My biggest problem with Parelli is that they are no longer concerned about the horse, but about making money. It turned from a fairly decent training regimen into a money machine. My next biggest problem is the idea of your horse being your "friend." This in and of itself is dangerous. Your horse doesn't want to be your equal - that's not the way it works in nature; horses use a hierarchy and live by it. They need a consistent leader (you). Being your horse's "friend" puts you in a dangerous position, because if you don't establish yourself as the top dog, your horse will, and that's a situation you don't want to be in.
Another thing is, Parelli does not advocate helmets because (and I don't remember a direct quote, but it was something along the lines of...) "by the time our trainers are ready to get in the saddle (which is three years, by the way), the horse is so well trained, the rider doesn't NEED a helmet," which is wrong, wrong, wrong! I'll admit, I don't wear a helmet every time I ride, but to flat out say, "nah, you don't need one" is just messed up.
I've worked with three horses trained by "Parelli Instructors", and every single one of them has been ruined. Case No. 1: Diamond. My instructor's mare was sent of to a 4 star certified Parelli instructor, because my trainer was pregnant with her first child and was too far along to start the mare. When Diamond came back, she was spooky, would not let anyone near her in the field, attempted to climb out of the round pen, and only feels comfortable around people when they're on the other side of her stall. Case No. 2: Friday - MY horse. He was trained by a local woman who is NOT certified Parelli before I bought him. He seemed okay, but he's extremely hard to train, always looks around under saddle, ignores you, get frightened immensley by whips and crops, will not lounge at all without throwing a fit. Case No. 3: Spiderman - a walking horse trained by a Parelli follower (I'm not sure if they were certified or not). Spiderman was afraid of you if you waved your arm. Would not be caught in the field, and bolted at the slightest movement of your body (but was okay with tarps and hula hoops, at least!). I had to retrain him for a university class, and it was a nightmare. By the end, we found trust in eachother, unfortunately the person who bought him suffered from a broken leg caused by Spidy, and I think, but don't know, that he was sent to slaughter.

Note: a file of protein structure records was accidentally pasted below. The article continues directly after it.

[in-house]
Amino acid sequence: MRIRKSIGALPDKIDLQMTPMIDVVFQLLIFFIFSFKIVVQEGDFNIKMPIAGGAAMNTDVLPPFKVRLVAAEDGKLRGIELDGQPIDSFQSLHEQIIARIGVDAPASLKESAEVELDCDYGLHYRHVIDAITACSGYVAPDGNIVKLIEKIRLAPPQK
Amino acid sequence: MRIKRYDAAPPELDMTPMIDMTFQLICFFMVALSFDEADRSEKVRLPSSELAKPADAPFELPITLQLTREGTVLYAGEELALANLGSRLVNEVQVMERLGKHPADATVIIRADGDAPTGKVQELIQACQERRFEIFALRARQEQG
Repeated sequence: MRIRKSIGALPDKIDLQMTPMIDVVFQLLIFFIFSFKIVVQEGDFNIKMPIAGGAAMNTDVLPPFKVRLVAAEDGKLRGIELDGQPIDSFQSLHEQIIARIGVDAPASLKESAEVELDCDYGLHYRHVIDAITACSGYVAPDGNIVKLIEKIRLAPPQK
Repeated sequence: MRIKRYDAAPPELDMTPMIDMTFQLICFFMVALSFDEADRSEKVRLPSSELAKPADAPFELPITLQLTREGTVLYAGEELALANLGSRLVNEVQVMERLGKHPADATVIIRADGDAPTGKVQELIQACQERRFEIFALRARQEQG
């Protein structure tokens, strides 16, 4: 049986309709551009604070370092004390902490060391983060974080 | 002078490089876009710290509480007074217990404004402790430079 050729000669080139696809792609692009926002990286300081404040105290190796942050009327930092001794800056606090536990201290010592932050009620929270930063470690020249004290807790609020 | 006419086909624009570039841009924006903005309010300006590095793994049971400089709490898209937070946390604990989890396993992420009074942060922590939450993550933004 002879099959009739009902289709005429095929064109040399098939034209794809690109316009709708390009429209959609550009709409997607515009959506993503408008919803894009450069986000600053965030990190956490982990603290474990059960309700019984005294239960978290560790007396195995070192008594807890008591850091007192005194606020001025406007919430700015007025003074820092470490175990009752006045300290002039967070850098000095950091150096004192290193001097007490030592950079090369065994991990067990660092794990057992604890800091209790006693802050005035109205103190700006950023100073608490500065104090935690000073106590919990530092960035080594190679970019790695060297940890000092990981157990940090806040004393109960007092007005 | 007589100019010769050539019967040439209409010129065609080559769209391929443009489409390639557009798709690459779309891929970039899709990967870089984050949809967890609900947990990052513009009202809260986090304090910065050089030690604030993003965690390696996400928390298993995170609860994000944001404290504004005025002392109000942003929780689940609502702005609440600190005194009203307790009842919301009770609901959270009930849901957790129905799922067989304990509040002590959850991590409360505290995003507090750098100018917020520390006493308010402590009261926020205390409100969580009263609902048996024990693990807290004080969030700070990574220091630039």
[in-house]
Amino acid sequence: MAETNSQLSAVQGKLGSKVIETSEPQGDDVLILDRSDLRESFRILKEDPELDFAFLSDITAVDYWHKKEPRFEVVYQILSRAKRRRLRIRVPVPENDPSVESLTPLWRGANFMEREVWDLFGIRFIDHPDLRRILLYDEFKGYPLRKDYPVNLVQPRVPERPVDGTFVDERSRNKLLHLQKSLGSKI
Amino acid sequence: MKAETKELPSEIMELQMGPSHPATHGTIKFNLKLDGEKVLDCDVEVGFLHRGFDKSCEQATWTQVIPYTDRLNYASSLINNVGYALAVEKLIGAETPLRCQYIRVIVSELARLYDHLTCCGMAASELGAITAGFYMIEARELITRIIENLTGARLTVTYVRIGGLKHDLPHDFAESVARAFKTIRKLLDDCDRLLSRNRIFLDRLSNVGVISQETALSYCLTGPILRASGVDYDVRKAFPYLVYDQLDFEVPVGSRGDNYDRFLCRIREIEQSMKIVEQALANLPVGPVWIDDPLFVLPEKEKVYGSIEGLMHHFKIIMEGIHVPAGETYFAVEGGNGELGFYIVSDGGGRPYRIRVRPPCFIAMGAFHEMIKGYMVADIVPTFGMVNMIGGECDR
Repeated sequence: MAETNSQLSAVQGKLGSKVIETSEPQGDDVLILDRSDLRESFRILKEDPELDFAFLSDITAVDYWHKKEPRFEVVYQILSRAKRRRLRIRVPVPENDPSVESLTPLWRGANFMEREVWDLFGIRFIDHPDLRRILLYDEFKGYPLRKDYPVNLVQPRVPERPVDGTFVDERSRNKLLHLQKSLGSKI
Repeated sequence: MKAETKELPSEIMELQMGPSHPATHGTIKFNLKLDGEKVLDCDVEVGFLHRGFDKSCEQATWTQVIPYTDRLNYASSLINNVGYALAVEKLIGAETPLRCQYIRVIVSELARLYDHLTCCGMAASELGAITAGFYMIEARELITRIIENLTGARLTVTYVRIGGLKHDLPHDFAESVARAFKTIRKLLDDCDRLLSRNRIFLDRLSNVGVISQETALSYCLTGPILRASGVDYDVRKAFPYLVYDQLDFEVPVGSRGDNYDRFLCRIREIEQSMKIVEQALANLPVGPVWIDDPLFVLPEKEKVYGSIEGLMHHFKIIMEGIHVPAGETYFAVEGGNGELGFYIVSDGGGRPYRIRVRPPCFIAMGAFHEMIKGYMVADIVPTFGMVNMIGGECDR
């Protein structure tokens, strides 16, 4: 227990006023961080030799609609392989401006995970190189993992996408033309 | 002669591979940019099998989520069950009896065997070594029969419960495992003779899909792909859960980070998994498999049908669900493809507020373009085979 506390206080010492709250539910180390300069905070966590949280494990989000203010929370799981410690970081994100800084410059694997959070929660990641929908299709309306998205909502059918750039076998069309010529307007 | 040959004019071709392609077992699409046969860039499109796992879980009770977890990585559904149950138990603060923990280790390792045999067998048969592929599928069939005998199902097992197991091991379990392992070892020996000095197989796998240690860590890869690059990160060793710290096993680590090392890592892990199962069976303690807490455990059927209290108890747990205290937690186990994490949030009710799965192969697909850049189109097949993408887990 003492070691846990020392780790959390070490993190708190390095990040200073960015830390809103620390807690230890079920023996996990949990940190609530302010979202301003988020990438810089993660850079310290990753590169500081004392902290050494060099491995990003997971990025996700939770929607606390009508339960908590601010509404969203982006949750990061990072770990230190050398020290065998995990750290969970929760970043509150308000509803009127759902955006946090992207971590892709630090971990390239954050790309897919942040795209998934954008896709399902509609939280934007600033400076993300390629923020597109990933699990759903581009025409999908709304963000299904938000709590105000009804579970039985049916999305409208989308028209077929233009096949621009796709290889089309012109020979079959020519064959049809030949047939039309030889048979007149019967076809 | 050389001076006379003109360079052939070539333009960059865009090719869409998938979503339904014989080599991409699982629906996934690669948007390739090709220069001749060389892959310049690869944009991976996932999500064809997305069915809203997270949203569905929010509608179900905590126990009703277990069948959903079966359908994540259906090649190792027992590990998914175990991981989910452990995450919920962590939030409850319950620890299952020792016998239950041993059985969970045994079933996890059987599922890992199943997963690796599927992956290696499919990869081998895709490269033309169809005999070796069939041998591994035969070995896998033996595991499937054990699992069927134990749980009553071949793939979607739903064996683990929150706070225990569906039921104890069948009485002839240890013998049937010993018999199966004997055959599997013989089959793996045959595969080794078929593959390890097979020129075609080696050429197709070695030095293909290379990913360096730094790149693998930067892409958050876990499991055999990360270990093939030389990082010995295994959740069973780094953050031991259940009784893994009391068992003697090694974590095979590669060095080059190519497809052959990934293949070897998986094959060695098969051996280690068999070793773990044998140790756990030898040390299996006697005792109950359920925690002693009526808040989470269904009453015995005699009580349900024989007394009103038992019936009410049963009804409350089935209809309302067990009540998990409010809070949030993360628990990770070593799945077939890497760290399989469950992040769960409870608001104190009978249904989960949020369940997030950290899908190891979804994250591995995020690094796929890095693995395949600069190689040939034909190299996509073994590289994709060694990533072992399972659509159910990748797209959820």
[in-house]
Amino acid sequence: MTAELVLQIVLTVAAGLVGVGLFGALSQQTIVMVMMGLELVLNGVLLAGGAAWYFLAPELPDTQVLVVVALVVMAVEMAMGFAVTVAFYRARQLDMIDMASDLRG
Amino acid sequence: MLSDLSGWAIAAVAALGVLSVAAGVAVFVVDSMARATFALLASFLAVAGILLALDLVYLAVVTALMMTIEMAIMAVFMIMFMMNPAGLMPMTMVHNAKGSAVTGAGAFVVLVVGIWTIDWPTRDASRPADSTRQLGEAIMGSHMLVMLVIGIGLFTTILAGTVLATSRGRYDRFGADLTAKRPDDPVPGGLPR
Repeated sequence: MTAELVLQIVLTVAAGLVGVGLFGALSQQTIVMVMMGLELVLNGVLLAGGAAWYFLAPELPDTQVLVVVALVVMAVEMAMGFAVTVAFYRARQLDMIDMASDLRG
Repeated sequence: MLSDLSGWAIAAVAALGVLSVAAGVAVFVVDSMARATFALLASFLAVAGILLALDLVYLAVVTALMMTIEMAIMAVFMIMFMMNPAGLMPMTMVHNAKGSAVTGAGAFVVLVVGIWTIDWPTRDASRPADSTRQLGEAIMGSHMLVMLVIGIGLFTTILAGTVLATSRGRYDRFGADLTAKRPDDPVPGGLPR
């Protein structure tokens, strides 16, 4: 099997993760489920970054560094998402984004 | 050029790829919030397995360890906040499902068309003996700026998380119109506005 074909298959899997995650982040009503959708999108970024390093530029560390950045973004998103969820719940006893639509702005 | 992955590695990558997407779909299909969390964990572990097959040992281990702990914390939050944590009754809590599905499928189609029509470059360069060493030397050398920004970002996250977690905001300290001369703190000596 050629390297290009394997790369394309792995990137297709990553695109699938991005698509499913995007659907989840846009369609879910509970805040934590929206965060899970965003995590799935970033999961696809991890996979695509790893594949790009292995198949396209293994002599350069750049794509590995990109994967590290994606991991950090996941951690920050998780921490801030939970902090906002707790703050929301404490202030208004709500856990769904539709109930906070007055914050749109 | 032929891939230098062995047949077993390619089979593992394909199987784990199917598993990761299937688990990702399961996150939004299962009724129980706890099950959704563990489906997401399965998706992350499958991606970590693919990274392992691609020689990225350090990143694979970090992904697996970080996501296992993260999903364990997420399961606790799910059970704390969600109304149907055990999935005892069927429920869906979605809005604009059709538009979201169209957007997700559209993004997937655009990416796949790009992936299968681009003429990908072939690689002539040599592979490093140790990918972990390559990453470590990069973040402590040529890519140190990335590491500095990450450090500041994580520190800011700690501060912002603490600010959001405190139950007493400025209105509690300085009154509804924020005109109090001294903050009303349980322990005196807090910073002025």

On the flip side, I saw a young Parelli enthousiast train a horse at the same university with a mixture of Parelli and cowboy techniques, and he turned out beautifully. Just, I've not had good experiences with Parelli. Maybe I just got to know the three worst Parelli-trained horses ever, but it seems like an odd chance that the only three I know are basically crazy.
EDIT: Also, I know for a FACT that Parelli doesn't always abide by his own techniques. He came here for a clinic and I saw him behind the arena working with his stallion. Instead of being passive when he misbehaved (which is what he preaches), he got onto the stallion and shanked him and gave him proper discipline. That, to me, justifies the fact that he doesn't care about what he tells people as long as he gets paid.